Circumstances: AP reported that an airstrike targeting two armed insurgents on a motorcycle wounded a civilian, who later died. The coalition met with elders in the area and extended its condolences.
Date: Saturday, November 20th
Place: Darah-ye-Pech district of northeastern Kunar province
Circumstances: The NATO-led force said its troops had accidentally killed three civilians and wounded four more during an operation in Darah-ye-Pech district of northeastern Kunar province.
International Security Assistance Force (ISAF) troops fired several mortar rounds targeting militants on Friday after coming under fire from the insurgents, ISAF said. “Three or four” rounds missed their target and landed near a village, it said. http://www.bangkokpost.com/news/asia/207385/nato-admits-killing-three-afghan-civilians
“We take civilian casualties seriously and we do everything within our power to prevent civilian casualties in the course of operations – in this case, we failed,” said U.S. Army Col. Rafael Torres, ISAF Joint Command Combined Joint Operations Center director. “Our thoughts and concerns are with the families of this tragic accident.”
Date: November 14, 2010
Place: Kandahar province
Circumstances: “Also on Sunday, ISAF said one Afghan child had been killed inadvertently and one wounded by artillery fire. The wounded child was taken to an ISAF hospital for treatment. An ISAF patrol had come under fire in the Zharay district of southern Kandahar province,a Taliban stronghold, and returned fire with artillery, the coalition said.”
U.S./NATO initial response/acknowledgment: “Following the engagement, the combined force confirmed that two Afghan children were inadvertently caught in the engagement, one was killed and one was wounded. The wounded child was medically evacuated to an ISAF medical facility. “Our thoughts and concerns are with the families of this terrible accident,” said U.S. Army Col. Rafael Torres, ISAF Joint Command Combined Joint Operations Center director.”
Date: November 10, 2010
Place: Sangin district of Helmand province
Circumstances: “the NATO-led force in Afghanistan said it was investigating whether its troops had inadvertently killed three Afghan civilians on Wednesday while its forces fought insurgents in the south of the country.”
U.S./NATO initial response: International Security Assistance Force is looking into the possibility that three Afghan civilians were inadvertently killed and one wounded by ISAF forces during combat operations with insurgents in the Sangin district of Helmand province Wednesday. Four Afghan civilians were brought to a nearby ISAF base following the engagement, three died and one was wounded. “Our thoughts and concerns are with the families of this terrible accident,” said U.S. Army Col. Rafael Torres, ISAF Joint Command Combined Joint Operations Center director.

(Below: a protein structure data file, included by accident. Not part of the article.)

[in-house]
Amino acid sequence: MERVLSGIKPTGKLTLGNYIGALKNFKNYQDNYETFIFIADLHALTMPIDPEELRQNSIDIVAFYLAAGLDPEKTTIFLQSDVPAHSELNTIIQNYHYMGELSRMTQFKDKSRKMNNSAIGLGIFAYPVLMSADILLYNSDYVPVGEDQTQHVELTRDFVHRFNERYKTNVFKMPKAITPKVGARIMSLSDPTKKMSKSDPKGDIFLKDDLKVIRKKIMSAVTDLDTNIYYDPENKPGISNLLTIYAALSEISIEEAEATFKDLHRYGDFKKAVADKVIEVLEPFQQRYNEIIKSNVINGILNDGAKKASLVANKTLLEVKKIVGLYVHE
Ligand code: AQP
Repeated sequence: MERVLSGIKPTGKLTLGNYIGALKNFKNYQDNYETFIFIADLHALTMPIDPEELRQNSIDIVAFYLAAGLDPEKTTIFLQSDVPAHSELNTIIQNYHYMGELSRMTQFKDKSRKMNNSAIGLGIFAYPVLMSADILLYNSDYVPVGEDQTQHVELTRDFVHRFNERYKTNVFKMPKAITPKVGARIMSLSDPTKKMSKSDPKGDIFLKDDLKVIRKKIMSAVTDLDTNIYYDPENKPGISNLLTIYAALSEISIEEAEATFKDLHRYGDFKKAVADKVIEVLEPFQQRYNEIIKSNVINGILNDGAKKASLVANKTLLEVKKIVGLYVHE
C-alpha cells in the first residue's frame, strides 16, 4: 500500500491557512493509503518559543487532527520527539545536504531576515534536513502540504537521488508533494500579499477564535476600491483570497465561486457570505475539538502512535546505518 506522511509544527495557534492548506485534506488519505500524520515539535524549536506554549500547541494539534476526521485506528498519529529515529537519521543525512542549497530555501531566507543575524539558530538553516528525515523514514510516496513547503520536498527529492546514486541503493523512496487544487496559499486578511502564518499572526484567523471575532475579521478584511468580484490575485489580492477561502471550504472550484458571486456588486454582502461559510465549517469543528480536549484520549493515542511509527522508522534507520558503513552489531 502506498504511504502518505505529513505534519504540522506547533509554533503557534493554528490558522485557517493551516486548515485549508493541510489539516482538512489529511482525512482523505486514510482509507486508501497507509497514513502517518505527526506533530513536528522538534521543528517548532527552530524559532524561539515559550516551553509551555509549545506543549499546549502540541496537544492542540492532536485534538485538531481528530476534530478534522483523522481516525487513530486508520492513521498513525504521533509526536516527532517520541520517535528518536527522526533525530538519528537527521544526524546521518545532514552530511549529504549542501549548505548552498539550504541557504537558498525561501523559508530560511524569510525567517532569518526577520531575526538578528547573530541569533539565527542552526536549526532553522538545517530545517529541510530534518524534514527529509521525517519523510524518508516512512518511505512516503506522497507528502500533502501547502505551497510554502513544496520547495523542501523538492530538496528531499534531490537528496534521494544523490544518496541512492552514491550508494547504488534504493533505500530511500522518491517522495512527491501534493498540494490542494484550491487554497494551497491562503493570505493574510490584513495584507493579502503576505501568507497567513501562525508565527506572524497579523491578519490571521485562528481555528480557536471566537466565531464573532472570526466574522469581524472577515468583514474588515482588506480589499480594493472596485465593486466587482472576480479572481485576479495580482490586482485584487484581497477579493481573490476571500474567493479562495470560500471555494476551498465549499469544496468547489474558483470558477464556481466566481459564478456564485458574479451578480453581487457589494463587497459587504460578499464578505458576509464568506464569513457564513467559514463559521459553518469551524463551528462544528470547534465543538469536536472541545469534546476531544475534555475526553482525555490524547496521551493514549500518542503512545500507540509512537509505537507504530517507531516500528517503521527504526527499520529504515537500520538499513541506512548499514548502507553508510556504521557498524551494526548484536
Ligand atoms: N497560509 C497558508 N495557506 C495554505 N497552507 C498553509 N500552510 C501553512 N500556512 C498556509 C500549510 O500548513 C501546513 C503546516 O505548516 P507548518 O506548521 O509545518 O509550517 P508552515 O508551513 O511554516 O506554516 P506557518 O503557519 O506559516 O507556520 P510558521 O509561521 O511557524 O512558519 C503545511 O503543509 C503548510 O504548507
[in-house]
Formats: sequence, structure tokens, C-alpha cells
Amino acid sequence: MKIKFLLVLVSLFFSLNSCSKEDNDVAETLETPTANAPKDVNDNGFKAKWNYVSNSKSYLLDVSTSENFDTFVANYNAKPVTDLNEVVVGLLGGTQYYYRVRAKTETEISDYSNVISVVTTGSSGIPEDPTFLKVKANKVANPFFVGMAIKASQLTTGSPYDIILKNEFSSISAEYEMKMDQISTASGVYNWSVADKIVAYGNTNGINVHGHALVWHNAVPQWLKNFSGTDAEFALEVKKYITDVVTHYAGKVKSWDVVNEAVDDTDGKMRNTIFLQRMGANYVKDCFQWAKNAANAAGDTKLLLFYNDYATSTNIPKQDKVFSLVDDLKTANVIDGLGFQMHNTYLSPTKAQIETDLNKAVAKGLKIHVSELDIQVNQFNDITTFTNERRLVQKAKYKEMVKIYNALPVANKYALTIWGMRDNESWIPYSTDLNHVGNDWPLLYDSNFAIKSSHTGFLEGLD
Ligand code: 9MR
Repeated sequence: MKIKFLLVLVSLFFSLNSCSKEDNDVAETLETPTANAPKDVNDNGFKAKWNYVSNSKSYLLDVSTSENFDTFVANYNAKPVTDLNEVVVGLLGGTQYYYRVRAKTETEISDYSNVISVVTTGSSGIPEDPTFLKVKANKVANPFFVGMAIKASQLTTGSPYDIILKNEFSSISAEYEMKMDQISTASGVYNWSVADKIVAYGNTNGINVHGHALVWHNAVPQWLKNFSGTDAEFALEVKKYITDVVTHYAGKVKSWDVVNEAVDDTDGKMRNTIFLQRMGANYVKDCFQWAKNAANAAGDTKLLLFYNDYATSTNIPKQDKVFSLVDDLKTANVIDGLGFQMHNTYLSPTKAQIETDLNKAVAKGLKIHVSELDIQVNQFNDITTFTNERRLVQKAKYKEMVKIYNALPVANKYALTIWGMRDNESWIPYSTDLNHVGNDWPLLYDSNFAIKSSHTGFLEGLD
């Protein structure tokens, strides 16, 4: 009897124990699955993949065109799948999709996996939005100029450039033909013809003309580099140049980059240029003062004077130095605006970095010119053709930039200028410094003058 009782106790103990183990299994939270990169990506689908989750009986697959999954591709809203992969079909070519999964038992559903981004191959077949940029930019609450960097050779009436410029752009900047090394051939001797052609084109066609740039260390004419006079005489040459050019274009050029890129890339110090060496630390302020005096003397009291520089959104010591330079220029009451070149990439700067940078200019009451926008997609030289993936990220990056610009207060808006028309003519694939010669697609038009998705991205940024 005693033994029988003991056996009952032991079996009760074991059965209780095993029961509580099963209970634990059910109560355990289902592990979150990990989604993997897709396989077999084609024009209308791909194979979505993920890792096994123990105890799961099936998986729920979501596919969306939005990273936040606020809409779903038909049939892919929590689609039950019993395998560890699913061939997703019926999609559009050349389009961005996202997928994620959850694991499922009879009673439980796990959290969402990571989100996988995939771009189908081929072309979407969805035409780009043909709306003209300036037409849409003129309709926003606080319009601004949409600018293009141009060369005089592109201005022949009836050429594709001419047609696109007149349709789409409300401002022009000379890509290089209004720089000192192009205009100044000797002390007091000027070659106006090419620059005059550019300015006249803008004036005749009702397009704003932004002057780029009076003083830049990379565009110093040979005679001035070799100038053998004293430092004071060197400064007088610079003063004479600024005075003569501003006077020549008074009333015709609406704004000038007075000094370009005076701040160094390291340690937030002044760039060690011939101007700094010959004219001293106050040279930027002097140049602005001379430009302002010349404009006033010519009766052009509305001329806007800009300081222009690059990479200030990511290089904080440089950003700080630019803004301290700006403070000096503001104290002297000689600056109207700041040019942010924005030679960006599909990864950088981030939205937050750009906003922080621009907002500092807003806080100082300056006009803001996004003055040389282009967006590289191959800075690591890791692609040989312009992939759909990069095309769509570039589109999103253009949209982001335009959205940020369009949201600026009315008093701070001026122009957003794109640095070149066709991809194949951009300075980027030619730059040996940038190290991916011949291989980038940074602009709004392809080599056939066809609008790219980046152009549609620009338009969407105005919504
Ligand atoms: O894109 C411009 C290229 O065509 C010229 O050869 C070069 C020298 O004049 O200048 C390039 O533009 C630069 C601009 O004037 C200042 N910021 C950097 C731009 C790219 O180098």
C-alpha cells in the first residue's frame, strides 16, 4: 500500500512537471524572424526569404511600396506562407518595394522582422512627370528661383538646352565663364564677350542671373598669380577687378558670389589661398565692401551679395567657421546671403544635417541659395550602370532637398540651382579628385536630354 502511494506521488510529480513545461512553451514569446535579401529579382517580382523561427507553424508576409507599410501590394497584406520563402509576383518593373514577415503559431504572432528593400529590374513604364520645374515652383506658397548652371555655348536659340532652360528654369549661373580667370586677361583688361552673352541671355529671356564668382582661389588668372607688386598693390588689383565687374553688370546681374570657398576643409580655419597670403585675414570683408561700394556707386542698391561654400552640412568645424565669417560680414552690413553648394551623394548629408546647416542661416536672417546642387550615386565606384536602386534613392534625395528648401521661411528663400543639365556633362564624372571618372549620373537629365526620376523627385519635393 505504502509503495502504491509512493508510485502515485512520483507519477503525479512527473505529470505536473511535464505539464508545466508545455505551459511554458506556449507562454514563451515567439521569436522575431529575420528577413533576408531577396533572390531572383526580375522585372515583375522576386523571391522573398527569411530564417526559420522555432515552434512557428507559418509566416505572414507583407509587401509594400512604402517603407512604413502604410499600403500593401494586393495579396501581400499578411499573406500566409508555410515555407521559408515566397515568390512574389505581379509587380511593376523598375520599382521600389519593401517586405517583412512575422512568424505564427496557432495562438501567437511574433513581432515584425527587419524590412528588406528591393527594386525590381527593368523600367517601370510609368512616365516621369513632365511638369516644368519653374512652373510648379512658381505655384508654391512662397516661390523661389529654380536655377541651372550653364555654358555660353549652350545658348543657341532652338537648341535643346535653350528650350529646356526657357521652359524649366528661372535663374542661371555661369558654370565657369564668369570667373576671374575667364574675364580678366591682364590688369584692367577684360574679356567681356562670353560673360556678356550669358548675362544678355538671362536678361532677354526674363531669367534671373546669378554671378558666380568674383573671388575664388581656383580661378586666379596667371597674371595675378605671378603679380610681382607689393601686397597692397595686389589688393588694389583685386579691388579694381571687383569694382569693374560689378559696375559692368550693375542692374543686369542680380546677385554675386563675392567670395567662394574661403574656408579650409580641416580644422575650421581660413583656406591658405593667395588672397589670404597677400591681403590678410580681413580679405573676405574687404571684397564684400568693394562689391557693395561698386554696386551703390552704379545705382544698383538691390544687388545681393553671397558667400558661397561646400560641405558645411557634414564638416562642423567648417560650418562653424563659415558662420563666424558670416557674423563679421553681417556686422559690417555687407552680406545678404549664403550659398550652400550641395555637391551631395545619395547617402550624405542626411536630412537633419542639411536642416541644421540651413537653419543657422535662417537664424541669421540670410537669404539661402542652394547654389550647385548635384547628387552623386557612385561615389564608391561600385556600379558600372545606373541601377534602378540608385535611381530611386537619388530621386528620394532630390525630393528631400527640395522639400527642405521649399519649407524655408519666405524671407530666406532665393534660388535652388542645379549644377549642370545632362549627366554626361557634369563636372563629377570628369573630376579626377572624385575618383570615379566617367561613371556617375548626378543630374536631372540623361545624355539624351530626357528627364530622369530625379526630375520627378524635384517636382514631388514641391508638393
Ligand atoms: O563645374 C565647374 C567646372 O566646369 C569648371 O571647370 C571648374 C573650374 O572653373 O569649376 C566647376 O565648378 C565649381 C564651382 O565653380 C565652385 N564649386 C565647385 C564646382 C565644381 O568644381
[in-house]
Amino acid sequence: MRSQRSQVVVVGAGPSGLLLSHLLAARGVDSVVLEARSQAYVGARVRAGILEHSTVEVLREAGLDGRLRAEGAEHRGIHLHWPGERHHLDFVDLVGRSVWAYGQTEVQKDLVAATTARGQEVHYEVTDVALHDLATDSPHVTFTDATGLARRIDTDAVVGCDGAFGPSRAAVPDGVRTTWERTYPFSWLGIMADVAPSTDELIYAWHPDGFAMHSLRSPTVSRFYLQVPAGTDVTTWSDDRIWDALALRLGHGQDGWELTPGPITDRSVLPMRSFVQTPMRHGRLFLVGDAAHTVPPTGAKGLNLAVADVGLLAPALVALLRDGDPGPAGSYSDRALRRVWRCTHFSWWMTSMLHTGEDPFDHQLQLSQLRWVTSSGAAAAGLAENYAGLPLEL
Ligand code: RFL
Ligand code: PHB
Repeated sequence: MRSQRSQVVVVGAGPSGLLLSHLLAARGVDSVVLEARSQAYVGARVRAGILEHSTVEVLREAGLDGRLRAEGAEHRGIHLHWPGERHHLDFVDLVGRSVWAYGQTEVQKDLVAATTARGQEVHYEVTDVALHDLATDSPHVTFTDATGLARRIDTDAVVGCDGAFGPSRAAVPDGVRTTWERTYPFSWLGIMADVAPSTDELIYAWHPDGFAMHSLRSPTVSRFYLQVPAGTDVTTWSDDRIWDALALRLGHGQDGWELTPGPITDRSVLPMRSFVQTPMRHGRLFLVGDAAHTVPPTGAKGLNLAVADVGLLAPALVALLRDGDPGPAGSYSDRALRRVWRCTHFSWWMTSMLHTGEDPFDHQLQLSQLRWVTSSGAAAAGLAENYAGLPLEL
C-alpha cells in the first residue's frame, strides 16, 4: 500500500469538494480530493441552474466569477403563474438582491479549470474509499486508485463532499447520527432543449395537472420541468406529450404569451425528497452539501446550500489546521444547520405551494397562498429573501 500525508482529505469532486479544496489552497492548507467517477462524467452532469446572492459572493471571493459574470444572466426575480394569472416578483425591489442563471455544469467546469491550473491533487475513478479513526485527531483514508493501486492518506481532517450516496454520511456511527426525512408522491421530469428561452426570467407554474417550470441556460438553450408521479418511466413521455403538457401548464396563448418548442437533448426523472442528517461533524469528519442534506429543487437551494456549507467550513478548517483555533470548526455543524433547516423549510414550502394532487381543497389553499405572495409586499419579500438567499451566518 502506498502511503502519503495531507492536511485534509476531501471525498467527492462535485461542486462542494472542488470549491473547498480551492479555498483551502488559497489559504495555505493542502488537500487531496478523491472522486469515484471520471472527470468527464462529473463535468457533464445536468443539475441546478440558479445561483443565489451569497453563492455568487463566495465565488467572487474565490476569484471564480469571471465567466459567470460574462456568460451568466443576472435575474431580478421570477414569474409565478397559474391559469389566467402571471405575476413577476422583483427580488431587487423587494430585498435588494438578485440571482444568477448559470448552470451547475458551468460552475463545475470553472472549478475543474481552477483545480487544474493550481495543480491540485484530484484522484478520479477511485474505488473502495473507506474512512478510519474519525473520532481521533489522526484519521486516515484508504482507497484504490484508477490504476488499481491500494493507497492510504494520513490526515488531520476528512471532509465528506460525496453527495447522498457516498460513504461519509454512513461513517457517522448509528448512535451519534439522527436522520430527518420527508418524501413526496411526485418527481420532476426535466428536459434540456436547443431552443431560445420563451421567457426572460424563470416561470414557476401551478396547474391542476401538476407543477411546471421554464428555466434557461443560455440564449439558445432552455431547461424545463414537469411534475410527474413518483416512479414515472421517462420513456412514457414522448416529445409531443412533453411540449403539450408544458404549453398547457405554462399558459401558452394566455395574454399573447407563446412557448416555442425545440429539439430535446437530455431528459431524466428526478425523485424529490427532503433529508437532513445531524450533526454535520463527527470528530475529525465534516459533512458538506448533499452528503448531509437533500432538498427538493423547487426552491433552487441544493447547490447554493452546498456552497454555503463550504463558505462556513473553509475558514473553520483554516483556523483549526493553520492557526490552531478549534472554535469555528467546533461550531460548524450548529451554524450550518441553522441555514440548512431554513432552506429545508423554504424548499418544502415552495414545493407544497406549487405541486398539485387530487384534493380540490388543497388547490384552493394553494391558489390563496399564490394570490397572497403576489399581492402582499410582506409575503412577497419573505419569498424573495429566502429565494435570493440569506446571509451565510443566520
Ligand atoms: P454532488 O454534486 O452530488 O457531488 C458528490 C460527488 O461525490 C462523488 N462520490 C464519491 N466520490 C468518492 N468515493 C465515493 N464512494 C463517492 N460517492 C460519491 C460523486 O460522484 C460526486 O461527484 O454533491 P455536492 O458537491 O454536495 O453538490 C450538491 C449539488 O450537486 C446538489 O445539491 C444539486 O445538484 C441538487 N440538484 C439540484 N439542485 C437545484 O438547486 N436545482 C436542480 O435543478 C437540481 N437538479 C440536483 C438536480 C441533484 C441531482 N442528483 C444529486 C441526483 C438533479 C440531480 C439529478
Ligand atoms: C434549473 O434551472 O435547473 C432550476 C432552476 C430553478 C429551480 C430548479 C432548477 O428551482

Date: Saturday, October 23, 2010
Place: Maidan Shahr district, Wardak province
Circumstances: NATO forces killed two civilians, including a teenage boy, during a fight with insurgents Saturday in Wardak province in eastern Afghanistan, according to Mohammad Halim Fidai, the governor of the province. Fidai condemned the killings. The deaths prompted hundreds of residents to stage a demonstration that blocked a highway for nearly an hour.
The coalition could not confirm the two civilian deaths. NATO said that after insurgents attacked a patrol with a homemade bomb, the troops stopped to investigate the explosion and clear any other bombs in the area. After they stopped, they received fire from an unknown number of insurgents, the coalition said in a statement. During the fighting, the coalition said two Afghans fell off a motorcycle and were taken away by villagers so their conditions could not be verified.
U.S./NATO initial response: “a statement released by the NATO-led International Security Assistance Force (ISAF) said two civilians had possibly been killed in the Maidan Shahr district of Wardak province, west of Kabul, when insurgents attacked the patrol. However, it did not say whether they were killed by ISAF troops or by insurgents.”
Date: October 23, 2010
Place: Regey village of Sangin district in Helmand province
Circumstances: “President Hamid Karzai said Monday that a rocket attack on a residential compound in the southern province of Helmand was carried out by Nato’s International Security Assistance Force (ISAF).” He said, “the attack by a helicopter gunship last Friday killed 52 people in Regey village, in Helmand’s volatile Sangin district.”